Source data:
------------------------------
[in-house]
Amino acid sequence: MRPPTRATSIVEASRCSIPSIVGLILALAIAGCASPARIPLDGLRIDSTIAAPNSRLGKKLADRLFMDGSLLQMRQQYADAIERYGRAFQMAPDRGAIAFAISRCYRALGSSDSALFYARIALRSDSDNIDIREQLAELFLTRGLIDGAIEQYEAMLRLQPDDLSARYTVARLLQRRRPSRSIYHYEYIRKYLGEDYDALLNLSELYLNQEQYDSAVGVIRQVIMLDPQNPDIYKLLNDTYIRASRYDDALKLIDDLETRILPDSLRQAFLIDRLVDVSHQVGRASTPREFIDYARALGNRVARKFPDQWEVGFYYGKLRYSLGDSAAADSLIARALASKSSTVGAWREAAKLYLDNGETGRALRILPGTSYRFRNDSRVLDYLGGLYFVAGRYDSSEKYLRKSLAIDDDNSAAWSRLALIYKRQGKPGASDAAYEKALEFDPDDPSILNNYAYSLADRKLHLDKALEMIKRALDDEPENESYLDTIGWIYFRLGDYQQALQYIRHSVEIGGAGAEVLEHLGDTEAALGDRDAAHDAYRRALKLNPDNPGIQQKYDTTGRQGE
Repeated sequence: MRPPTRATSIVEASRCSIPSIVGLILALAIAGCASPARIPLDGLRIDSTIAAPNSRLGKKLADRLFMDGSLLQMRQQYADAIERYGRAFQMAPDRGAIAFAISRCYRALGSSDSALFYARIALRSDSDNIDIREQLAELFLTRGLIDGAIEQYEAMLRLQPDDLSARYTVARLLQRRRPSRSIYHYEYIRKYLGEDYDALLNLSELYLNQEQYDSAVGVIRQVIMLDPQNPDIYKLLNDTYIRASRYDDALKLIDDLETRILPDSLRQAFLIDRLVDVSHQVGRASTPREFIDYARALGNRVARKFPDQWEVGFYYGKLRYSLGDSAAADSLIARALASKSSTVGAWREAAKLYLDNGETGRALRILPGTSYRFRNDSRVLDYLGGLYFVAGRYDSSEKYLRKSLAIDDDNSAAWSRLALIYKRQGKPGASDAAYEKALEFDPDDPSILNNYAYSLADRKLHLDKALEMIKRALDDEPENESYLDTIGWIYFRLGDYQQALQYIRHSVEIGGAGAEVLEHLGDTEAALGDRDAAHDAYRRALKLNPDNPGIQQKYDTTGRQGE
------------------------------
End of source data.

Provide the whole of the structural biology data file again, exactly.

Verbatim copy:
[in-house]
Amino acid sequence: MRPPTRATSIVEASRCSIPSIVGLILALAIAGCASPARIPLDGLRIDSTIAAPNSRLGKKLADRLFMDGSLLQMRQQYADAIERYGRAFQMAPDRGAIAFAISRCYRALGSSDSALFYARIALRSDSDNIDIREQLAELFLTRGLIDGAIEQYEAMLRLQPDDLSARYTVARLLQRRRPSRSIYHYEYIRKYLGEDYDALLNLSELYLNQEQYDSAVGVIRQVIMLDPQNPDIYKLLNDTYIRASRYDDALKLIDDLETRILPDSLRQAFLIDRLVDVSHQVGRASTPREFIDYARALGNRVARKFPDQWEVGFYYGKLRYSLGDSAAADSLIARALASKSSTVGAWREAAKLYLDNGETGRALRILPGTSYRFRNDSRVLDYLGGLYFVAGRYDSSEKYLRKSLAIDDDNSAAWSRLALIYKRQGKPGASDAAYEKALEFDPDDPSILNNYAYSLADRKLHLDKALEMIKRALDDEPENESYLDTIGWIYFRLGDYQQALQYIRHSVEIGGAGAEVLEHLGDTEAALGDRDAAHDAYRRALKLNPDNPGIQQKYDTTGRQGE
Repeated sequence: MRPPTRATSIVEASRCSIPSIVGLILALAIAGCASPARIPLDGLRIDSTIAAPNSRLGKKLADRLFMDGSLLQMRQQYADAIERYGRAFQMAPDRGAIAFAISRCYRALGSSDSALFYARIALRSDSDNIDIREQLAELFLTRGLIDGAIEQYEAMLRLQPDDLSARYTVARLLQRRRPSRSIYHYEYIRKYLGEDYDALLNLSELYLNQEQYDSAVGVIRQVIMLDPQNPDIYKLLNDTYIRASRYDDALKLIDDLETRILPDSLRQAFLIDRLVDVSHQVGRASTPREFIDYARALGNRVARKFPDQWEVGFYYGKLRYSLGDSAAADSLIARALASKSSTVGAWREAAKLYLDNGETGRALRILPGTSYRFRNDSRVLDYLGGLYFVAGRYDSSEKYLRKSLAIDDDNSAAWSRLALIYKRQGKPGASDAAYEKALEFDPDDPSILNNYAYSLADRKLHLDKALEMIKRALDDEPENESYLDTIGWIYFRLGDYQQALQYIRHSVEIGGAGAEVLEHLGDTEAALGDRDAAHDAYRRALKLNPDNPGIQQKYDTTGRQGE